U.S. inflation data, GDP, unemployment, earnings

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In economic data, Singapore’s Ministry of Trade and Industry said advance estimates show the country’s gross domestic product grew 4.8% in the second quarter of 2022 compared to the same period a year ago. That’s up from 4% in the first quarter of the year, but lower than the 5.2% growth that analysts in a Reuters poll expected.

The Monetary Authority of Singapore tightened monetary policy in an off-cycle move Thursday. The central bank said it will re-center the mid-point of the exchange rate policy band, known as the Singapore dollar nominal effective exchange rate, up to its prevailing level.

The slope and width of the band will not change, the MAS said. The central bank manages monetary policy through setting the exchange rate and not interest rates.

Singapore’s Straits Times index fell 0.43% on Thursday, while the Singapore dollar rose to 1.3954 against the greenback following the announcement.

“The SGD should be supported in the near term by this surprise tightening, but stubbornly high inflation means we can’t rule out further action from the MAS in October,” according to a Thursday note from ING.

Overnight in the U.S., stocks declined following the inflation report.

The Dow Jones Industrial Average dropped 208.54 points, or 0.67%, to 30,772.79, while the S&P 500 slid 0.45% to 3,801.78. The Nasdaq Composite fell 0.15% to close at 11,247.58.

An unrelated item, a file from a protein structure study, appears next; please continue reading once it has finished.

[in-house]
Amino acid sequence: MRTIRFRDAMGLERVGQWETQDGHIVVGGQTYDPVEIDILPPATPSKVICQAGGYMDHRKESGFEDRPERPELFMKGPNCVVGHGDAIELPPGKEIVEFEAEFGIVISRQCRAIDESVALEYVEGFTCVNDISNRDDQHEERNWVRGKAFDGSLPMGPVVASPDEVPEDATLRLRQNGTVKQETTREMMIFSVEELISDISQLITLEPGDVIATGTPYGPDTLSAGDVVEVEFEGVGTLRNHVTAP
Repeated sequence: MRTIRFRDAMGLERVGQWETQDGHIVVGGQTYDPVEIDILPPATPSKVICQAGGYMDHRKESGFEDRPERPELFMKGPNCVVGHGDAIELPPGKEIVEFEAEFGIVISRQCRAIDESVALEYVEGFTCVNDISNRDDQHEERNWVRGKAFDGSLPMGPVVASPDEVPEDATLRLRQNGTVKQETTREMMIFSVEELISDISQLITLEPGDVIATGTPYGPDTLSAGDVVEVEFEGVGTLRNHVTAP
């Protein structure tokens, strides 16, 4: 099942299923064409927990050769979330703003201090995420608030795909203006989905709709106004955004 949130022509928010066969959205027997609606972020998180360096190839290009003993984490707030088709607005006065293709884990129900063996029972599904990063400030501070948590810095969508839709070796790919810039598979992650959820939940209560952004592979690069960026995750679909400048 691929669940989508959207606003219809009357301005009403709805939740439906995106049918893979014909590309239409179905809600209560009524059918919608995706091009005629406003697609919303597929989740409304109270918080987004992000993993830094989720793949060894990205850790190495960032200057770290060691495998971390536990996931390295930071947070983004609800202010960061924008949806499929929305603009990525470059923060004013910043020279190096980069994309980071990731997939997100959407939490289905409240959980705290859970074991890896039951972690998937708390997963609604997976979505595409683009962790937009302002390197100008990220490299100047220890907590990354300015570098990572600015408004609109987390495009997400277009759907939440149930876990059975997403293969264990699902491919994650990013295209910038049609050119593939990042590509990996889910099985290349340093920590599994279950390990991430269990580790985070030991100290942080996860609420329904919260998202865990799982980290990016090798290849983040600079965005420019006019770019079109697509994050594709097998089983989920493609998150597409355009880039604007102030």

The yield curve inversion in U.S. Treasury, seen as a recession signal, widened on Wednesday stateside. The 2-year yield last stood at 3.1879%, higher than 2.9521% for the 10-year note. Yields move inversely to prices.

Australia added 88,400 jobs in June, official data showed, much more than the 30,000 that analysts polled by Reuters predicted.

The country’s unemployment rate was at 3.5%, lower than the 3.8% expected.

Taiwan’s chipmaker TSMC and Japan’s Fast Retailing are due to report earnings Thursday as well.

Currencies and oil

The U.S. dollar index, which tracks the greenback against a basket of its peers, briefly slipped below 108, but was last at 108.394.

The Japanese yen traded at 137.89 per dollar, and the Australian dollar changed hands at $0.6741.

Oil futures rose slightly in Asia trade. U.S. crude inched up 0.07% to $96.37 per barrel, while Brent crude climbed 0.19% to $99.76 per barrel.

— CNBC’s Jeff Cox and Yun Li contributed to this report.

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